Earth Keepers Wins at Planet in Focus Festival

“You can’t blame the mayor, those days are over,” was one of several astute observations in Earth Keepers, this year’s recipient of Best Canadian Long Form film at the 10th annual Planet in Focus International Environmental Film & Video Festival. The statement was made by John Todd, one of the founders of the New Alchemy Institute, and creator of a greenhouse waste treatment system that filters sewage into potable water.

Todd is one of seven vanguards of the eco-movement that inspire Quebec activist Mikael Rioux who is embarked on a global quest to learn ways to make his community a more sustainable environment for his child. Rioux, once an angry protestor who went as far as pouring water on the head of a Quebec politician while being interviewed for TV, eventually realized that anger and violence were not going to save a threatened river in his town of Trois-Pistoles. The river is slated to be dammed for a mere 3.8 megawatts of electricity – not enough to power even one modern electric locomotive.

Therein lies the problem with the film. I didn’t know what 3.8 megawatts of electricity could power until I did my own research. There is something to be said for the motivational documentary versus the information documentary; they are capable of telling two very different yet equally compelling stories on the same subject matter. The danger is falling somewhere in the middle – in this vast wasteland you risk preaching to the converted as this film does.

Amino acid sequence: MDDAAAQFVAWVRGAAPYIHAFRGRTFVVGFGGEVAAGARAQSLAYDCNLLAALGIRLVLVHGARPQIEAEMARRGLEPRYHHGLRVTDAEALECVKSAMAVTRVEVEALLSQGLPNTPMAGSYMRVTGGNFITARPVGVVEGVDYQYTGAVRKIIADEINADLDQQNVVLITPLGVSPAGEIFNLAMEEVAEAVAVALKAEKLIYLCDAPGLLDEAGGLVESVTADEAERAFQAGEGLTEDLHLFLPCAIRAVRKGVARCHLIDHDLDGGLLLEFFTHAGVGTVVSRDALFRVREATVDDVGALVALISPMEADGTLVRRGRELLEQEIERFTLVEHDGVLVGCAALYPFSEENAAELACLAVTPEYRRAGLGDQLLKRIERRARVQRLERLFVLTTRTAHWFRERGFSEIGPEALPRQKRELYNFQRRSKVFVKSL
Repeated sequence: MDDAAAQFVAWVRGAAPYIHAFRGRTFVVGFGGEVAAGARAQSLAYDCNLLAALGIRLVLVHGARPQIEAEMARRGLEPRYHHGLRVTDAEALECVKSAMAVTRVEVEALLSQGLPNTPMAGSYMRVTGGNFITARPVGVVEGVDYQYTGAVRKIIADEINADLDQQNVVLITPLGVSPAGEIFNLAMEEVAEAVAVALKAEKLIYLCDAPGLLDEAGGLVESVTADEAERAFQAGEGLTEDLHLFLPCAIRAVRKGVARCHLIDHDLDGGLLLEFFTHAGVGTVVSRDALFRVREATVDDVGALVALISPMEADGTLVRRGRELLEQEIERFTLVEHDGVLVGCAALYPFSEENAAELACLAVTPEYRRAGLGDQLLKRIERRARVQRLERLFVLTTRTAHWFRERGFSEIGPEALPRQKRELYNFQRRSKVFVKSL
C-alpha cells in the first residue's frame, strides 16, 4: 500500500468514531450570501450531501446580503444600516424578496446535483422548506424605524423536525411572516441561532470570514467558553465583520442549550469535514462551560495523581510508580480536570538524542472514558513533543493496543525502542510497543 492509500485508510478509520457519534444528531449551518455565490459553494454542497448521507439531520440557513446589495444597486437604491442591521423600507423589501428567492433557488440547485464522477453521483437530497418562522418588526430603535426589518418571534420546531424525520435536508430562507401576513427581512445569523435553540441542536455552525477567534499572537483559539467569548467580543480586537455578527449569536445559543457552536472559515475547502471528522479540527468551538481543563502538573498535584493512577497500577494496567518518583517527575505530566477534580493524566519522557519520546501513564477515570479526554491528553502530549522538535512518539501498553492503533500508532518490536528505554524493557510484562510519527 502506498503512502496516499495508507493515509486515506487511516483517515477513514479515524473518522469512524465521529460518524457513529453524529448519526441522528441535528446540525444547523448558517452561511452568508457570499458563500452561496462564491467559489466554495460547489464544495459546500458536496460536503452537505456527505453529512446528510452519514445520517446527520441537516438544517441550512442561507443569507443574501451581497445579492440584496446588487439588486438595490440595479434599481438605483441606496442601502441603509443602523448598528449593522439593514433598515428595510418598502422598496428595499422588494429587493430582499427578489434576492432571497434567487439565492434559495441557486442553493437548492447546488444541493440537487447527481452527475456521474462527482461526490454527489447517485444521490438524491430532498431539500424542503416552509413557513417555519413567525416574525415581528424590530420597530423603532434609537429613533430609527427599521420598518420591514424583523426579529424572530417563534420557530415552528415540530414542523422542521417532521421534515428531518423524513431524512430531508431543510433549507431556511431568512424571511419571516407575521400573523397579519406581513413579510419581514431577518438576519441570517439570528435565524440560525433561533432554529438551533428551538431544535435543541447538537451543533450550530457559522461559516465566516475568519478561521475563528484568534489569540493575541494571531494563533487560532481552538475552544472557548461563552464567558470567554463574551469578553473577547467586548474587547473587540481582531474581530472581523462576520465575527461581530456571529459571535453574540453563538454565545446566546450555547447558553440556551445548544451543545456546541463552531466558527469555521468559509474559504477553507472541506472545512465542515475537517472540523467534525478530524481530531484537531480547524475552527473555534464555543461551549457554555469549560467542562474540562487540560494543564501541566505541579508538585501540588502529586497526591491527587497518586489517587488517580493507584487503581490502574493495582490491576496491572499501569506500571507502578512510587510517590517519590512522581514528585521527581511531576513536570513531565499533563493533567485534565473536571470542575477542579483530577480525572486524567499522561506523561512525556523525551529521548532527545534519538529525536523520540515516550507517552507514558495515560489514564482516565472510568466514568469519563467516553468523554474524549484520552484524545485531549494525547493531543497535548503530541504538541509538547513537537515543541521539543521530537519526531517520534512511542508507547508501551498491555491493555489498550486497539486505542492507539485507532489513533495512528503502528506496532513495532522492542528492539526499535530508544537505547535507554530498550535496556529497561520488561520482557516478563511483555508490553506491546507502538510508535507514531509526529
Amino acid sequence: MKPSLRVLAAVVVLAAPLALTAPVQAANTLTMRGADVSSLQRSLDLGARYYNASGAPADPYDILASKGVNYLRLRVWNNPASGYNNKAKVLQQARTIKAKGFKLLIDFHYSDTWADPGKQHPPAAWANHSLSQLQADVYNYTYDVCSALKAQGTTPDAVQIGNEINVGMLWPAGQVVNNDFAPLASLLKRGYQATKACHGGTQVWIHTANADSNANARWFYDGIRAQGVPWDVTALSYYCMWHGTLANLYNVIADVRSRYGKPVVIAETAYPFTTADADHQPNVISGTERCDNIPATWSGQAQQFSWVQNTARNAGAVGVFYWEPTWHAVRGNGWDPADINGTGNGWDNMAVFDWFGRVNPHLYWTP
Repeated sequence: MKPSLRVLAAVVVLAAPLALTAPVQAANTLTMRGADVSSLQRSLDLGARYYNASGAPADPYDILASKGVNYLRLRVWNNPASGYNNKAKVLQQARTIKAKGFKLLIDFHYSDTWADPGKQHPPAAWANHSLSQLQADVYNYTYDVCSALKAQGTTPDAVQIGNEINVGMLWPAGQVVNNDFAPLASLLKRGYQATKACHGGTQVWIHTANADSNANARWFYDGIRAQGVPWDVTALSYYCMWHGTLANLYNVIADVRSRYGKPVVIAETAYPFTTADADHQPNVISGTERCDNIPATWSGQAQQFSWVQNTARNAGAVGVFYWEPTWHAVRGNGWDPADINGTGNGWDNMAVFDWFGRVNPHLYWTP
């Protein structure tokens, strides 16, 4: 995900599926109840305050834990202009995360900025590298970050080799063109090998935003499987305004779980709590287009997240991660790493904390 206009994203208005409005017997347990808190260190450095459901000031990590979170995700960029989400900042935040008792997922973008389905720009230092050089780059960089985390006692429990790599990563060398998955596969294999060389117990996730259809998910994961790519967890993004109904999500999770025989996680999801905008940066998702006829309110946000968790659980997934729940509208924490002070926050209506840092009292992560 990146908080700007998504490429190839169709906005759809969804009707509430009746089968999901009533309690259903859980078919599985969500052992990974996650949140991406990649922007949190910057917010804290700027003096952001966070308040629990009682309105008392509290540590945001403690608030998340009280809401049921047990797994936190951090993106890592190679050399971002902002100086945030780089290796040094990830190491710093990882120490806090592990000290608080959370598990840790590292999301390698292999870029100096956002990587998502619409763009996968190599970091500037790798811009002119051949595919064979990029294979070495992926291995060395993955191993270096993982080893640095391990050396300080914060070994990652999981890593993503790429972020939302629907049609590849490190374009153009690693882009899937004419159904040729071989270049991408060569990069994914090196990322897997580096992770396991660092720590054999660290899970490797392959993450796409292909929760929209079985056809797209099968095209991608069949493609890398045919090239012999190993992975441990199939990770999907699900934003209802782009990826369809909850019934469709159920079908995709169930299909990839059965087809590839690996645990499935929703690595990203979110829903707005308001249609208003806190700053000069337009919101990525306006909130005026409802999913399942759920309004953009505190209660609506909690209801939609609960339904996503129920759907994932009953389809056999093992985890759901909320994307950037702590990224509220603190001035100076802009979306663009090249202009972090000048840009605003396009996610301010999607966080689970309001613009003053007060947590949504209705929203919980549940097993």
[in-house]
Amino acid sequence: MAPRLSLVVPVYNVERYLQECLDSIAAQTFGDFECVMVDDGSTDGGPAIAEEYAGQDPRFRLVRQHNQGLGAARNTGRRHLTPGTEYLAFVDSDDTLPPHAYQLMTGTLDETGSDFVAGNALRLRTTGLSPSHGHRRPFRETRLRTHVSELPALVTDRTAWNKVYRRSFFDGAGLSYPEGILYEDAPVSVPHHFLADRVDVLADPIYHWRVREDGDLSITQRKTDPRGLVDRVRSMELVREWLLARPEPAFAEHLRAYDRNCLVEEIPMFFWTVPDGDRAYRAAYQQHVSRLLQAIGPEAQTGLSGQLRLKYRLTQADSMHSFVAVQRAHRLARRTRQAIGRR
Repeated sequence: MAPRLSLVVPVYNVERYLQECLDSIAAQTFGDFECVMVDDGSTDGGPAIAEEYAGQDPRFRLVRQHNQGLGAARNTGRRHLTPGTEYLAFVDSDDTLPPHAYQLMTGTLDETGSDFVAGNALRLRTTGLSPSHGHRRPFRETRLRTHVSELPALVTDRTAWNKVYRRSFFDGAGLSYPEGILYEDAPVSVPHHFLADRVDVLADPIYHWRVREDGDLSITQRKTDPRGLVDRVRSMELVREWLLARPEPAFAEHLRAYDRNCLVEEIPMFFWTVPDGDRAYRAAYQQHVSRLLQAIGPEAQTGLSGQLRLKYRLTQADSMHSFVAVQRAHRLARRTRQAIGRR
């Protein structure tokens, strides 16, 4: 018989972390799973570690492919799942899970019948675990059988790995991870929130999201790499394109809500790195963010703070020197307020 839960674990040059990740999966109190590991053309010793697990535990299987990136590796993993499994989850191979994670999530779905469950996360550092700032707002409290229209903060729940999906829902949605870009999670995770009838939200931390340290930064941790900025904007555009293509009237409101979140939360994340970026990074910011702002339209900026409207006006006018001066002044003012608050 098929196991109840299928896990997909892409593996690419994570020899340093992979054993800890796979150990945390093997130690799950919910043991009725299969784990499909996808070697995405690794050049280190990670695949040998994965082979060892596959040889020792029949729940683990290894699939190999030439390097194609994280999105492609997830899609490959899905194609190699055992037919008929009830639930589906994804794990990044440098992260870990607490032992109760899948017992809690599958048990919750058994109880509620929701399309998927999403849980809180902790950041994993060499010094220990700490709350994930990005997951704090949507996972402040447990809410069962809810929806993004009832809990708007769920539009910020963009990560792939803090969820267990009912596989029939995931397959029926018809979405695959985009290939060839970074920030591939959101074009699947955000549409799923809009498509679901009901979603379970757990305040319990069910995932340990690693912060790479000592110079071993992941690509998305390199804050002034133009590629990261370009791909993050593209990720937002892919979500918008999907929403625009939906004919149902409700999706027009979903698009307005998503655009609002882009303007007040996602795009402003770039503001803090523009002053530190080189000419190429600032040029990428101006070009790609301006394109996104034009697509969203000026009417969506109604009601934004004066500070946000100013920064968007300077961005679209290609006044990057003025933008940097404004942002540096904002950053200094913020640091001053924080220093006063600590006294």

I liked the characters in the film – Humanist Economist Peter Koenig said something along the lines of “consciousness equals self-sovereignty,” a phrase that provides me with lovely mental calesthenics. But Mikael is not nearly as engaging. “The reason I chose Mikael as my subject is because he is angry, and in the future there will be a lot of angry young people,” said filmmaker Sylvie Van Brabant as she acceped the award. I understand Brabant’s decision to use Rioux as a device to propel the story forward, but as a character to encite change, he falls flat.

The film itself is solid enough, Mikael-as-plot-device works on a mechanical level, the production value and graphics are clean and jazzy, the music lively and engaging, the characters interesting visionaries, but the film is too long. Cut to 42 minutes for television would provide more of an impact for audiences – but that begs the question, which audience?

For people new to the idea of sustainability, there is not enough practical information to convince. For people already thinking about alternatives, this film is not going to provide the inspiration to make change.  It doesn’t come close to making the heart race the way that Velcrow Ripper’s Fierce Light does. And that’s a problem if you are trying to inspire your audience into action.


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